T cells help in various other ways. These cells secrete interferon, increasing their cell killing ability. As well as this, the T cells no when enough is enough and to stop all action. Once the immune system remembers an invader, they attack and repel it automatically - this is when we become resistant to disease.
In most cases, the immune system does its job well, but occasionally there are problems in its response to the environment.
An overactive immune system, for example, results in autoimmune disorders. In these cases, the immune system mistakes normal, healthy tissues for foreign invaders and attacks them.
Examples include rheumatoid arthritis, multiple sclerosis, lupus, Type 1 diabetes, and scleroderma. Researchers suspect that chronic fatigue syndrome and Lou Gehrig's disease may be autoimmune diseases as well.
Another type of immune error occurs when the system overreacts to something harmless, as with allergies.
The opposite occurs when the immune system fails to respond enough, resulting in disease such as AIDS.
For people who are generally healthy, it's possible for the immune system to become temporarily affected and you may as a result come down with conditions quicker and for a longer time.
There are certain triggers that can interfere with the proper functioning of the immune system. Theses are toxins, stress, poor diet, lack of exercise and sleep, and abuse of alcohol, emotional stress and cigarettes. Certain medications, radiation therapy, and too many antibiotics can hamper your immune system. Scientists believe the problem may be genetic as well.
Your doctor will perform tests on you to properly diagnose the condition. He or she may also suggest that you alter your eating habits as well.
Your doctor may discuss with you any stressful events or situations that are adversely affecting your health and suggest making necessary lifestyle changes.
One option is the use of medications and injections to give your immune system a jump start. You will need to discuss the options with your doctor.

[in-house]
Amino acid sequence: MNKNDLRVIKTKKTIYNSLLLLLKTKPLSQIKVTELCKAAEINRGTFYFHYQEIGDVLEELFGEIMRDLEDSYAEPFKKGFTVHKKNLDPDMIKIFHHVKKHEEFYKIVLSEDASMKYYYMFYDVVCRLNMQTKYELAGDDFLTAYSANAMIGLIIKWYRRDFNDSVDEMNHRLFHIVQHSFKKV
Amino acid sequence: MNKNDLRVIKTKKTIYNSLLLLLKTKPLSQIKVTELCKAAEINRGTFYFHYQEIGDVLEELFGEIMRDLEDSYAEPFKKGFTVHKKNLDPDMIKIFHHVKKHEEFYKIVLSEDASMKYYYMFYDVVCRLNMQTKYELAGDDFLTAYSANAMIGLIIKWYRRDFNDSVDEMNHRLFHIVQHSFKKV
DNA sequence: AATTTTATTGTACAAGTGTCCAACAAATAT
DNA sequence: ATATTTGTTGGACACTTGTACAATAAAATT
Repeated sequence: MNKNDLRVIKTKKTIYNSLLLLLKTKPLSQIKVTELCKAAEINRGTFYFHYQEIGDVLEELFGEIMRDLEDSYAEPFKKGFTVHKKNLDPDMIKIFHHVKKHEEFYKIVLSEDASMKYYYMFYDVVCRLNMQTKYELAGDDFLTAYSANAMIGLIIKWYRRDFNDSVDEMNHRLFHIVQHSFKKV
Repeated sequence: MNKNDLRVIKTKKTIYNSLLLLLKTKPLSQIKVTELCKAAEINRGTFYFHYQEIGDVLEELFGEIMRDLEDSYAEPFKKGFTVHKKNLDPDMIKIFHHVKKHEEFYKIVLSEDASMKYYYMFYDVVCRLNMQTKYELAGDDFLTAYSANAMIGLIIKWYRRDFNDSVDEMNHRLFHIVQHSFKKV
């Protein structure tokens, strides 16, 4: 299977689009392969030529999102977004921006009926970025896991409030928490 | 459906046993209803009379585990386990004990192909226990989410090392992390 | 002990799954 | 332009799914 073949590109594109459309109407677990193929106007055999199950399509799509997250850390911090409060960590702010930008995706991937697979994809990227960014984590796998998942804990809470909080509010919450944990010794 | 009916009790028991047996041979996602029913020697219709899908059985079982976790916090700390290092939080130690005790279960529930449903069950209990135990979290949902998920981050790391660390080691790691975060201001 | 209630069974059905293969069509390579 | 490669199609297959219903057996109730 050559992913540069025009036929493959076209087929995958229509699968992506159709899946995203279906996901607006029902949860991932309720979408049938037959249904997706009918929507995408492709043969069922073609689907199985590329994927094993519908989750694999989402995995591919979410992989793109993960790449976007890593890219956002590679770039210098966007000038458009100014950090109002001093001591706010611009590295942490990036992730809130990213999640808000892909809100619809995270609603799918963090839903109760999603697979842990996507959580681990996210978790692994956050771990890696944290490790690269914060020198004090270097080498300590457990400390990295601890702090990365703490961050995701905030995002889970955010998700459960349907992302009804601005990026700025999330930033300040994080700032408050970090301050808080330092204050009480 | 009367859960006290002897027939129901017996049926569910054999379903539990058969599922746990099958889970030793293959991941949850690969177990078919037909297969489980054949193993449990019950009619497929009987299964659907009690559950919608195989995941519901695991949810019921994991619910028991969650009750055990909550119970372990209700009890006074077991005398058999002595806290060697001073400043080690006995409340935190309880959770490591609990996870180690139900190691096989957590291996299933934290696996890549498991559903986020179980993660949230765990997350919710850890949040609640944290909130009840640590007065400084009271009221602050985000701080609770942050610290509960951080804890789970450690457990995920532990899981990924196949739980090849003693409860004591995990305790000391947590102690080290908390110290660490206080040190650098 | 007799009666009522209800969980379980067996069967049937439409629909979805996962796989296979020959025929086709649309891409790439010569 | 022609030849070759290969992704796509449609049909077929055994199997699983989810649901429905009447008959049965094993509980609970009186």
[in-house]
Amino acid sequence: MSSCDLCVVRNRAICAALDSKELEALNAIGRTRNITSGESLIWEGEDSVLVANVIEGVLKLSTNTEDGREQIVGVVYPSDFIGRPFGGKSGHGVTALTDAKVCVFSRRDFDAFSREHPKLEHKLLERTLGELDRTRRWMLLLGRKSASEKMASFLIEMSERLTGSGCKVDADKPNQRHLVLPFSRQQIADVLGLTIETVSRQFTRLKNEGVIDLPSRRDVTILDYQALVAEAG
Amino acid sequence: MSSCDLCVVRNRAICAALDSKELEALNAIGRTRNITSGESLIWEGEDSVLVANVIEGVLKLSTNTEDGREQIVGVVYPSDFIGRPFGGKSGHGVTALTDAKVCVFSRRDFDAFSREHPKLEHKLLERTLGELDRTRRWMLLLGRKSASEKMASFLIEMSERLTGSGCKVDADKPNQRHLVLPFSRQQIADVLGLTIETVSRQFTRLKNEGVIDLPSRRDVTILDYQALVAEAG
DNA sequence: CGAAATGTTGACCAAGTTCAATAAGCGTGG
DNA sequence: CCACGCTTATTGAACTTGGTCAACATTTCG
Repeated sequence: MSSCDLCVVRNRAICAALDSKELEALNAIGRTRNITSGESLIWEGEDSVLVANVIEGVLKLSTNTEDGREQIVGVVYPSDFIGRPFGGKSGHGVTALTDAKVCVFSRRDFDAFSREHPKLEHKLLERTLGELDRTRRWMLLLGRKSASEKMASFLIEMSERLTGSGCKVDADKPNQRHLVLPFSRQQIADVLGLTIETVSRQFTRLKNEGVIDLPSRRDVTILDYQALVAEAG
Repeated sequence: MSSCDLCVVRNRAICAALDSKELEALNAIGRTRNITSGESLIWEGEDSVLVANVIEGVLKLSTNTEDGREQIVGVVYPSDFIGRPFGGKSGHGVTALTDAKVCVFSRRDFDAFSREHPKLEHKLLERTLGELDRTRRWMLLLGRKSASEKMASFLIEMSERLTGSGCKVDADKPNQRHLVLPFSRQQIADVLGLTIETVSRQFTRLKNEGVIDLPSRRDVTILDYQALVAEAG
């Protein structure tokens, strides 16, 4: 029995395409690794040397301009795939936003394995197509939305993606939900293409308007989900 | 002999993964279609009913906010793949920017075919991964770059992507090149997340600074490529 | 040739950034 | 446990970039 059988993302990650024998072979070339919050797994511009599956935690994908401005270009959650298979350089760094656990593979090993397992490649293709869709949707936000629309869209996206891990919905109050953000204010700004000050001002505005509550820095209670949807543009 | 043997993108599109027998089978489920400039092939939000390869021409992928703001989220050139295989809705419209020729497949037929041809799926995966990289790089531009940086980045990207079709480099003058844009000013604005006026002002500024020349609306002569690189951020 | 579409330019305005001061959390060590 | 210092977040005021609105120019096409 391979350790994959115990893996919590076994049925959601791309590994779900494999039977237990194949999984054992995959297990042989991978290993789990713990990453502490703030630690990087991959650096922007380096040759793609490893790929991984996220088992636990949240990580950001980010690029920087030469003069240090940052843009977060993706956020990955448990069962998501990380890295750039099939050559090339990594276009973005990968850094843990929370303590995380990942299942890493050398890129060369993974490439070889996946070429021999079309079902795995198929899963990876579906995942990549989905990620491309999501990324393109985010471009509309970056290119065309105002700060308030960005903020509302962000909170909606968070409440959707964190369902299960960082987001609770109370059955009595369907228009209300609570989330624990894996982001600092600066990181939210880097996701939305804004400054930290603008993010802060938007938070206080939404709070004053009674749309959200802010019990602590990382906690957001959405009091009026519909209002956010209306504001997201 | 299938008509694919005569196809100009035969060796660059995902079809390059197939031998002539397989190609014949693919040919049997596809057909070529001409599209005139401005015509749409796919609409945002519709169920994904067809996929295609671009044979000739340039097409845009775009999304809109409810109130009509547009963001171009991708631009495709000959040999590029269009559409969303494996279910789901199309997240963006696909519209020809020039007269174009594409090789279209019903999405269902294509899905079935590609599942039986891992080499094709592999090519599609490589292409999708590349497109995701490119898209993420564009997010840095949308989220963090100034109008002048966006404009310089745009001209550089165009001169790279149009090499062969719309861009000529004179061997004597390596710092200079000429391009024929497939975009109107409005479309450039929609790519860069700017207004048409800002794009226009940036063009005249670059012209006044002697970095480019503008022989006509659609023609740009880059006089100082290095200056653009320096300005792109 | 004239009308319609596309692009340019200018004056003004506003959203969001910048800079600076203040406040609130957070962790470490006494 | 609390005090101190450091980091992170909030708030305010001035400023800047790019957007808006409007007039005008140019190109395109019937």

There are a number of things that can help immune disorders. You should view the sections on multiple sclerosis, arthritis, lupus, allergies and diabetes for possible remedies. Always consult your Health Professional before trying alternative treatments.
Dried slices of polyporus, from the mushroom Polyporus umbellatus, can be made into a tea and drunk for a tonic effect on the immune system. Astragalus (Astragalus membranaceus) tea or tincture may help combat viral infections and enhance the functioning of immune cells. The traditional Minor Bupleurum Combination, taken as a tea or in tablet form, may strengthen the immune system. Ginseng (Panax ginseng) may improve immune functioning by protecting against the damage caused by free radicals.
Try inhaling lemon essential oil in a vapouriser, or as a blend with carrier oil. This can be used in a massage. (see our Aromatherapy section)
Echinacea (Echinacea spp.) may have antiviral and antibacterial properties. Garlic (Allium sativum) has anti-infective and immune-enhancing qualities. Shiitake (Lentinus edodes), enokidake (Flammulina velutipes), and reishi (Ganoderma lucidum) mushrooms may promote production of antibodies.
Studies have shown that feeling positive and happy can have a beneficial effect on the immune system while negative emotions have the opposite effect.
It is wise to eat a diet low in fats and high in fresh fruit and vegetables, brown rice, fish, poultry and also to have plenty of filtered water. Avoid too much coffee and carbonated drinks.
Fresh garlic boosts your immune system and is a natural antibiotic. Also you may wish to try supplements such as vitamin B complex, vitamin C and E, and Echinacea.
Identify the things that cause you stress in your life and try to avoid them, or reduce the affect that they have on you.
Change your habits to include things that actively promote good health.
When to seek further professional advice